Pamela Erens’s new novel, The Virgins (Tin House Books, 288 pp., $15.95), is one explicitly concerned with narrative. Set in 1979 at a New Hampshire boarding school called Auburn, its narrator, Bruce Bennett-Jones, confesses up-front that the story he’s unspooling—that of a highly visible and ultimately doomed romance between two students, a Korean-American man, Seung Jung, and a Jewish woman, Aviva Rossner—is largely one he has imagined. “They meet in music theory,” he tells the reader of Aviva’s first encounter with Seung. “Let’s say that.”
He follows Aviva, in his mind, where he cannot physically go: to an on-campus girls’ bathroom “where she looked into the mirror and saw the blurred face that always frightened her. She thinks her features are ill defined, that she is too pale; the eyes of others will sweep over her and not linger”; backward in time to her adolescence in Chicago, where “every morning [she goes] through the ritual the makeup lady taught her. The special soaps for cleaning, the dabbing on of foundation, the painstaking combing of mascara onto each lash.”
But as seamlessly as Bennett-Jones is able to inhabit Aviva’s mind in his own, his encounters with her in the physical world of the novel are decidedly more fraught. When Aviva interrupts his reverie with actual speech—trying to get his attention with a “Hello?”—the narrator reflects, “For a moment there I wasn’t gazing at her, wasn’t absorbed in her, so busy was I with my tale.”
This realization excites him; he wants to revel in this control. “I like seeing her a little weak, a little uncertain.” Making someone else a character in a narrative hinders one’s ability to see her as human.
This is a truth Bennett-Jones will understand later. “Over the years,” he tells us, “I’ve come to understand that telling someone’s story—telling it, I mean, with a purity of intention in an attempt to get at that person’s real desires and sufferings—is at one and the same time an act of devotion and an expression of sadism. You are the one moving the bodies around, putting words in their mouths, making them do what you need them to do. You insist; they submit.”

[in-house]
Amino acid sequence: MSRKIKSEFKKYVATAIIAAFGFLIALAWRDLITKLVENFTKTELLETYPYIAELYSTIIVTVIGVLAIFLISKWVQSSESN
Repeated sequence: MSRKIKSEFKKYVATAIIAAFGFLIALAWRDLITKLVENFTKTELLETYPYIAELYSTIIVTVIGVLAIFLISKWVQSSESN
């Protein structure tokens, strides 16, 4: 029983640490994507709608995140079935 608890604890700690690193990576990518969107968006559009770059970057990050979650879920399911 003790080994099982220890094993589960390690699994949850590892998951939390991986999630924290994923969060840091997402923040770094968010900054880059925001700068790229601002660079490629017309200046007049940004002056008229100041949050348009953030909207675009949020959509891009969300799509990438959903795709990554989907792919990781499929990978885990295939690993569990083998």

But he hasn’t learned that yet in Auburn in 1979, which is how he ends up, in the novel’s first act, attacking Aviva in the school’s boathouse. He backs her against a wall, pulls down her sweater, revealing her bra: “The lacy layers in the cup are a signal that I am meant to continue,” he thinks, reading her clothing like a text, ignoring the more obvious signs: “She wriggles under me and tells me to stop it, to cool it, but I pay no attention, I’m too far gone.” He treats her like she’s an object of his own creation, which, for most of Ms. Erens’s novel, she is.
What happens next is a clue to the questions of narrative control Ms. Erens is asking her reader to consider, a clue to the importance of the novel’s setting: the novel’s narrator (white, male) versus the subjects of his narration (nonwhite and female, respectively). Aviva gets away and warns Bennett-Jones that if he touches her again, she’ll involve the school’s disciplinary system. “I have never heard,” the narrator tells us, “a girl say the words disciplinary system before.” He goes on: “At that time I am used to thinking I have more than one chance at things, many chances, in fact. … This time, for the first time—though not the last—I know I’ve truly blown something. I don’t know how I know. It’s an unfamiliar feeling.” This is perhaps not so unfamiliar a feeling for either Aviva or Seung.